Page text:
On our last night in Moscow a few weeks ago, Alex and I decided to finally take it easy and spend some time doing one of our favorite things: browsing around a bookstore.
Moskva is an awesome bookstore right in the center of Moscow on Tverskaya Ulitsa (street). It's open until 1AM and has the best selection of art and academic books i have ever seen.
The Moskva Bookstore also has a really wonderful collection of antique books, where I spent probably two hours looking through mostly battered editions of old illustrated Pushkin children's tales. I love them.
Sitting on the floor among dusty books, i stumbled across a facsimile of the 1907 edition of Ivan Bilibin illustrated children's classics. I havn't looked at Bilibin's illustrations since I was a baby and was completely in awe of his beautiful, beautiful work. Some of his long lines and muted color choices remind me of Japanese woodcuts.
Bilibin was born in St. Petersburg in 1876 and went on to become one of the most respected and well-loved illustrators of Russia. He loved old Slavic folk tales and the wooden carvings found in the north/eastern regions of the Russian Empire.
Bilibin's illustrations are reproduced regularly in new additions, but the gorgeous facsimile i found is really something unique and special. It includes all 6 books from the original set and every detail of Bilibin's brush strokes is replicated.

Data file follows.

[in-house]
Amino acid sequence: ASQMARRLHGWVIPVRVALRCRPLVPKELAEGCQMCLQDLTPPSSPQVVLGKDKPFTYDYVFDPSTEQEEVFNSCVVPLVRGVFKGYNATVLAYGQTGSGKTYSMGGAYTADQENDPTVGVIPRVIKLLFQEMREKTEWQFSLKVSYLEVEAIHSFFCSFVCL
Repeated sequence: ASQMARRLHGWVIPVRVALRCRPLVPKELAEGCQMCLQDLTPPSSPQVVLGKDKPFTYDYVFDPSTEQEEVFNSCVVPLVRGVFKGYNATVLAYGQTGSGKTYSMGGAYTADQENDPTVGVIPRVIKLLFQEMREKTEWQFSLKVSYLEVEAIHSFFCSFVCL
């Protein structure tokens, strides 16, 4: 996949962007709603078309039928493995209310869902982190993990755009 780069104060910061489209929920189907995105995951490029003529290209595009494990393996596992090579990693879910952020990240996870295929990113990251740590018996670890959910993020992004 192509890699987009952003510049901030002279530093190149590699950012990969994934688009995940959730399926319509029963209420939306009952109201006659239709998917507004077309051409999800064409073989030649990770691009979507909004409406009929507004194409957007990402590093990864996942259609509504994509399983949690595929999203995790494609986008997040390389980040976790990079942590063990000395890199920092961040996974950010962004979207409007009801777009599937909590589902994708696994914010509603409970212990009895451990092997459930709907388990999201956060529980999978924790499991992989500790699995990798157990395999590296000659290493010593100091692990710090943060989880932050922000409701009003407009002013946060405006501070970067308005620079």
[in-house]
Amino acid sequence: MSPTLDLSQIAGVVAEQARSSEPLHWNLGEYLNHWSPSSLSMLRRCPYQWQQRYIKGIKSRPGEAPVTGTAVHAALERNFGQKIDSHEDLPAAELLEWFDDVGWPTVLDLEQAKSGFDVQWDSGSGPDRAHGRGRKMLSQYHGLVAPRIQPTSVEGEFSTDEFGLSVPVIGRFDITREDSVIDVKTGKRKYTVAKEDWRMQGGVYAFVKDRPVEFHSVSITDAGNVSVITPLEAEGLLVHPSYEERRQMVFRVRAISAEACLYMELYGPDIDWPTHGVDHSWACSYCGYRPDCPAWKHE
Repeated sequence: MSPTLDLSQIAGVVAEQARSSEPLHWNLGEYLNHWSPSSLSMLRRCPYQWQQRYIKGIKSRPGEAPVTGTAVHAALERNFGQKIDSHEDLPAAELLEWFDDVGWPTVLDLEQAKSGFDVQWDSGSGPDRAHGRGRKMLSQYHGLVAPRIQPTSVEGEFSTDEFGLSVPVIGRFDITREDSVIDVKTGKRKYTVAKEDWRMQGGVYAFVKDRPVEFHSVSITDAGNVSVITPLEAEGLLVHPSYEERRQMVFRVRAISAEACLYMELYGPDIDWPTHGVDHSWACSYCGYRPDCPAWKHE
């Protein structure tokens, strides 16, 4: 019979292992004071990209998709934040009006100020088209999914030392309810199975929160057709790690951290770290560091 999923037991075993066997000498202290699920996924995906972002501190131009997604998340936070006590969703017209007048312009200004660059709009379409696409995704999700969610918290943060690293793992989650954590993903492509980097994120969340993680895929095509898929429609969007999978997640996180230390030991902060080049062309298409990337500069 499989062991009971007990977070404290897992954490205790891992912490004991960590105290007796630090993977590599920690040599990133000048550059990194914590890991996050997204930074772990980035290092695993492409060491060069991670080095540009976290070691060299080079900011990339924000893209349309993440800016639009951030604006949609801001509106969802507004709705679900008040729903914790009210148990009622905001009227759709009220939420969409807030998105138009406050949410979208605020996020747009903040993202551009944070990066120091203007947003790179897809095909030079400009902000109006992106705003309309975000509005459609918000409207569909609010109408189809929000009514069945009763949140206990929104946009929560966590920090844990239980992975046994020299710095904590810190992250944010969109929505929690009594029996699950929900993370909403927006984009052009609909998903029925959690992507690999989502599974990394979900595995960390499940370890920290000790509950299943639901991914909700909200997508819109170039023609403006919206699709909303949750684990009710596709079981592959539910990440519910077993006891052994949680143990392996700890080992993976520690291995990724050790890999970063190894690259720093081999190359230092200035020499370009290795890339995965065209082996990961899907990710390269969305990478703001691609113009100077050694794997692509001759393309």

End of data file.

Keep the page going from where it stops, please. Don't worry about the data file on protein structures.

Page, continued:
I can't help being a show-off about it!
Several of the books have never been opened, which makes them more valuable as collector's items, but my hands are just itching to go through the gorgeous, dream-like pages.... ooooh!!!
The characters in these fairy-tales continue to hold a really significant place in Russian literature, poetry and really culture in general. For me, they still retain the magic I felt when my mom and grandma Sonichka read them to me in bed at night... Sonichka is the best fairy-tale reader and teller ever. She always somehow managed to include my sister Val and I in all the action - we became characters too.
If you are interested in Russian fairy-tales or folklore in general, there is a great book put out by the State Russian Museum called Fairytales in Russia.
The tome (available in both Russian and English) starts as a compendium of Russian and Slavic folk tales and then highlights the influence they've had on design and popular culture. It's priced at $89, which is really not very much for a book of this quality and beauty.
You can buy at on-line at the Hermitage Museum Shop.
In the meantime, here are some more wonderful Bilibin illustrations for you to enjoy:
From Czar Sultan (Pushkin)
Baba Yaga - that old hag! (the topic of Baba Yaga, the ugly and evil old woman, is very interesting... the progression of wise old women from mothers and healers into child-eating monsters - but that's a whole other post.)
From Vasilisa the Beautiful (another Baba Yaga tale) - note the traditional Russia costumes
If you want to browse through some more of Bilibin's work - which you now obviously do - check out SurlaLuneFairyTales.com - they have a really nice collection from the works of many illustrators.